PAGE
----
Legislature has been audited at least 7 times, says DiZoglio
State Auditor Diana DiZoglio isn’t backing down from her quest to delve into the details of the Legislature’s finances. In a weekend appearance on WCVB’s “On the Record,” the former state senator said there is precedent for such an investigation, pointing to “at least” seven other examples of legislative audits.
Is John Kerry using private email as climate chief?
It’s unclear if John Kerry is the next politician using a private email account for official government business, writes Joe Dwinell of The Boston Herald. Newly obtained emails raise questions about whether the Climate Office emails released through a records request show staffers scrambling to downplay titles and a memo cc’d to a Gmail account that appears to be for Kerry.
Minority cops reach $40M lawsuit with Boston over civil service test
The Boston Herald’s Sean Phillip Cotter writes that the state attorney general has reached a $40 million settlement with hhundreds of minority police officers. The state has ruled the civil-service promotional exam discriminated against potential officers of color.
First Lady in Maine, Vermont on Wednesday
Jill Biden is taking a one-day tour through parts of New England. The First Lady will visit a community college in Maine and an aerospace technology company in Vermont, writes Nick Stoico for The Boston Globe. The visits are part of the administration’s “Investing in America Tour” and will follow stops in Colorado and Michigan on Monday, Biden’s office said in a statement.
‘Ladies, ladies’: Easthampton school committee rescinds superintendent job offer following ‘micro-aggression’
The West Springfield interim Superintendent Vito Perrone, is no longer wanted as Easthampton’s next superintendent after School Committee members rescinded the job offer following an email he addressed to “Ladies.” They called the term a microaggression.” Perrone wants the committee members to reconsider, writes MassLive’s Jeanette DeForge.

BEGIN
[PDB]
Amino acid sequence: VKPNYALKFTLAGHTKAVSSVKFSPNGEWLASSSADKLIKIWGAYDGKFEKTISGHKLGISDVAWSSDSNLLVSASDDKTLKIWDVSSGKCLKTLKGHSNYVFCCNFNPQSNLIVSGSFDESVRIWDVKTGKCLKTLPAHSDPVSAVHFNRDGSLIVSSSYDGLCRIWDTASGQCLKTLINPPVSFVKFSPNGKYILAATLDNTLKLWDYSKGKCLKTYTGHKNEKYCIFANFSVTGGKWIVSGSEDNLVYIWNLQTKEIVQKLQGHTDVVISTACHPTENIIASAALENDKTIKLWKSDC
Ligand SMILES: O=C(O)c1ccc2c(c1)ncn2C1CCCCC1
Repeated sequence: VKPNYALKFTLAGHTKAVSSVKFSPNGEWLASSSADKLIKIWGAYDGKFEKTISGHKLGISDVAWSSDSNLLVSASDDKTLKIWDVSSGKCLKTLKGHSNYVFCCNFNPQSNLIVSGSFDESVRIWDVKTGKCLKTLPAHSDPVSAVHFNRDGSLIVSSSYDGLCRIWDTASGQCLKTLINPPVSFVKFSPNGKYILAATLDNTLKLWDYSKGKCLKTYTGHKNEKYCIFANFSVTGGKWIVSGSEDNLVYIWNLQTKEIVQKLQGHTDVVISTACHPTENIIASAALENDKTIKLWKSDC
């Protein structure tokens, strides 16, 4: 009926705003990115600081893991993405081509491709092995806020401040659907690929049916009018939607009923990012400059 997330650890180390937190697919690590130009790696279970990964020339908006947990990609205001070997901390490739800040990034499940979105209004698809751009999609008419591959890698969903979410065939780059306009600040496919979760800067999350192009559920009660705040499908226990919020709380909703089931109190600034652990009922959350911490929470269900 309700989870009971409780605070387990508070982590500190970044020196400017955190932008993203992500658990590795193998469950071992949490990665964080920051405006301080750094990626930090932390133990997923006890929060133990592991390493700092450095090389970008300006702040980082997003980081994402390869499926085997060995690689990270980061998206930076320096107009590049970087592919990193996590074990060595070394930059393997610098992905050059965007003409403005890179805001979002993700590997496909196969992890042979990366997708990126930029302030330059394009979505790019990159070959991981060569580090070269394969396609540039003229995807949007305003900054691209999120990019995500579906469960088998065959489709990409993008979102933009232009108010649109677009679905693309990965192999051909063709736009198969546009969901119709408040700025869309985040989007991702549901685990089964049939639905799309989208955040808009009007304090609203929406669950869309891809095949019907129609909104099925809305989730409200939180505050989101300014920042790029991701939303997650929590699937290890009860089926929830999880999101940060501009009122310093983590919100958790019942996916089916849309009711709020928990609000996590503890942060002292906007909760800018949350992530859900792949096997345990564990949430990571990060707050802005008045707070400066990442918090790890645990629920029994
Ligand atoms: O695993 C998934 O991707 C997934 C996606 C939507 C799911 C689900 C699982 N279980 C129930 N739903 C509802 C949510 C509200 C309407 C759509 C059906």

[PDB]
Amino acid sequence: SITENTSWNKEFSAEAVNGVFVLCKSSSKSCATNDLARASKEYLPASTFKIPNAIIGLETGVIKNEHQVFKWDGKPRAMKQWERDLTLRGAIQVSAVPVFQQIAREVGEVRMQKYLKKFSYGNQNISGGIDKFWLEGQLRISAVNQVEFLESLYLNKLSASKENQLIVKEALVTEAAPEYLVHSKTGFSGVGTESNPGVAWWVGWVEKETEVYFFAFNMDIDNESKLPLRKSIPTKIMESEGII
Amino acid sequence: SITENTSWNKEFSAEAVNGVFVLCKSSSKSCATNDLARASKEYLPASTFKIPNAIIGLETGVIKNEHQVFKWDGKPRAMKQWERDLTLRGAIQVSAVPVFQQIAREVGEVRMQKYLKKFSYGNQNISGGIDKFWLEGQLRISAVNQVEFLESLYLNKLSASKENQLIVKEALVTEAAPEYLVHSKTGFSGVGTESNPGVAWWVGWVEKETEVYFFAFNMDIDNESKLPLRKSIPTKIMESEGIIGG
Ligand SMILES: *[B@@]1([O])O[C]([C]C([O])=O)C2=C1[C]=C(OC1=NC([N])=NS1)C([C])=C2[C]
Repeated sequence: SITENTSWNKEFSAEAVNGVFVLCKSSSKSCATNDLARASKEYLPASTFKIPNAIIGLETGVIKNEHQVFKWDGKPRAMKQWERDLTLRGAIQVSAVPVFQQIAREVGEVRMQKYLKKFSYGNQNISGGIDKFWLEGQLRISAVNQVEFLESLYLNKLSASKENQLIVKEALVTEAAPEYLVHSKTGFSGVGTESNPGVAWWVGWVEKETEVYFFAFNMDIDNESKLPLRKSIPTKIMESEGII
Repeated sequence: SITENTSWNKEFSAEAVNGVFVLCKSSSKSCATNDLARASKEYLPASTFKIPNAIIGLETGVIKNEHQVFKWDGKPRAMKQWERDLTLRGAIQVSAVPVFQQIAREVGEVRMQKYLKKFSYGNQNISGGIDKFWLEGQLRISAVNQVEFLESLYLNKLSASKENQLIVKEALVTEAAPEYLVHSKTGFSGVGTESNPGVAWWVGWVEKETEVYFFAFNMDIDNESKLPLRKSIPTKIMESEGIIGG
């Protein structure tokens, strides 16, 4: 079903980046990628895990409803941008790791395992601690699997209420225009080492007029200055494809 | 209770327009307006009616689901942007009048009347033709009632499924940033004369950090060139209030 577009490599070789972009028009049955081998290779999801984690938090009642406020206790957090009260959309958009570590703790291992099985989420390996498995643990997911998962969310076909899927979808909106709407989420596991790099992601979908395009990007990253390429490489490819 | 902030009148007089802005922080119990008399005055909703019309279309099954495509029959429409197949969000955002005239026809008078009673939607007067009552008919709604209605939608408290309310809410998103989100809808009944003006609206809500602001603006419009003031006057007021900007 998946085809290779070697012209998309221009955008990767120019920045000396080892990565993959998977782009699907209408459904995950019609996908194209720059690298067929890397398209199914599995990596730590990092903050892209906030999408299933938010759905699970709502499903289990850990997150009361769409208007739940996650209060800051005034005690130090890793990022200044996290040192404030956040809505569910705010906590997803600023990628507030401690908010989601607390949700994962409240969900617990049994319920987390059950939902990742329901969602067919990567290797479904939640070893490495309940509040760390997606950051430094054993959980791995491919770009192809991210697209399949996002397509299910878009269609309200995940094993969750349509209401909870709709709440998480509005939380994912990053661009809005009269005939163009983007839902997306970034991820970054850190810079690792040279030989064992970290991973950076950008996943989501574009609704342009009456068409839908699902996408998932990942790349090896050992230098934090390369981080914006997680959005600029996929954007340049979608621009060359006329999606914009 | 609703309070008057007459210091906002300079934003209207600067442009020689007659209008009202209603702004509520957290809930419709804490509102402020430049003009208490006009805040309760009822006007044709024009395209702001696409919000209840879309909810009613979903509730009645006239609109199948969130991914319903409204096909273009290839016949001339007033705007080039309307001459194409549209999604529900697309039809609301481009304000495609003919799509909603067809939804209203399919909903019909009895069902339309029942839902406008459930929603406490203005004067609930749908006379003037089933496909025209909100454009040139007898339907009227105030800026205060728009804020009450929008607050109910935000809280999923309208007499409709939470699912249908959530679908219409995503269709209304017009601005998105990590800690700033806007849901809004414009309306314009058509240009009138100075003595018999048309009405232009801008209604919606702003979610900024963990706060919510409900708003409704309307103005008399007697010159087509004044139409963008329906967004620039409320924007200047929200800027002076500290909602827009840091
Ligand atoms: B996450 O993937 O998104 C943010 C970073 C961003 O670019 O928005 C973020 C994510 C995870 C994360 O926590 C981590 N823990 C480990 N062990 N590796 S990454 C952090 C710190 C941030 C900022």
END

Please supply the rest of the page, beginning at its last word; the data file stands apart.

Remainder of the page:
Endangered right whales are back in Cape Cod Bay
An endangered right whale calf was captured on video feeding as it swims alongside its mother in Cape Cod Bay, according to the Woods Hole Oceanographic Institution, New England Aquarium and Whale & Dolphin Conservation. The March 27 footage shows a 41-year-old right whale Spindle swimming with her calf. As the two whales swim beside each other, the calf moves below its mother to suckle, or feed from her.
Women hold just 8% of leadership positions in the state
There’s a severe gender gap when it comes to who is filling corporate leadership roles in Massachusetts, an Eos Foundation report on gender disparities in those jobs found. The Massachusetts philanthropic foundation said the “good news” is that the number of women serving in the roles has doubled since 2019, according to “The Women’s Power Gap” study, Yasmin Amer reported for WBUR.
Pilgrim Nuclear owner agrees to wastewater study, but says it won’t pay for it
Holtec International says it will cooperate with an independent environmental study of its plan to discharge more than a million gallons of radioactive wastewater into Cape Cod Bay but won’t commit to paying for it. Barbara Moran of WBUR reports Holtec is resisting plans to use the ratepayer-funded decommissioning fund for the plan to pay for the review.
Pols pressure UMass Amherst to abandon plan to privatize
Treasurer Deborah Goldberg and state lawmakers are among those pressuring UMass Amherst to drop a plan to move as many as 100 jobs in its fundraising operation to an independent non-profit, a move labor leaders have called an effort to break up an employees’ union. MassLive’s Luis Feldman reports state and federal lawmakers alike have also questioned the need for the move and the negative impact it could have on the pensions and benefits of workers.
Welcome back: After half-century, open town meeting returns in Lee
After 54 years of sending only elected representatives to make their decisions, all voters in Lee will once again be welcome to take part in open town meeting for the first time since 1968. The Berkshire Eagle’s Scott Stafford reports some in town remain skeptical about the move, which voters supported by a healthy margin at last year’s election.
State Republican party says most of its debt traces back to Diehl’s campaign
New MassGOP Chair Amy Carnevale says the majority of the $600,000 worth of unpaid bills she inherited trace back to the losing gubernatorial campaign of Geoff Diehl–and should not be paid by the party at all, Gayla Cawley of the Herald reports. Carnevale says the party believes as much as $400,000 of the debt might trace back to Diehls’ run.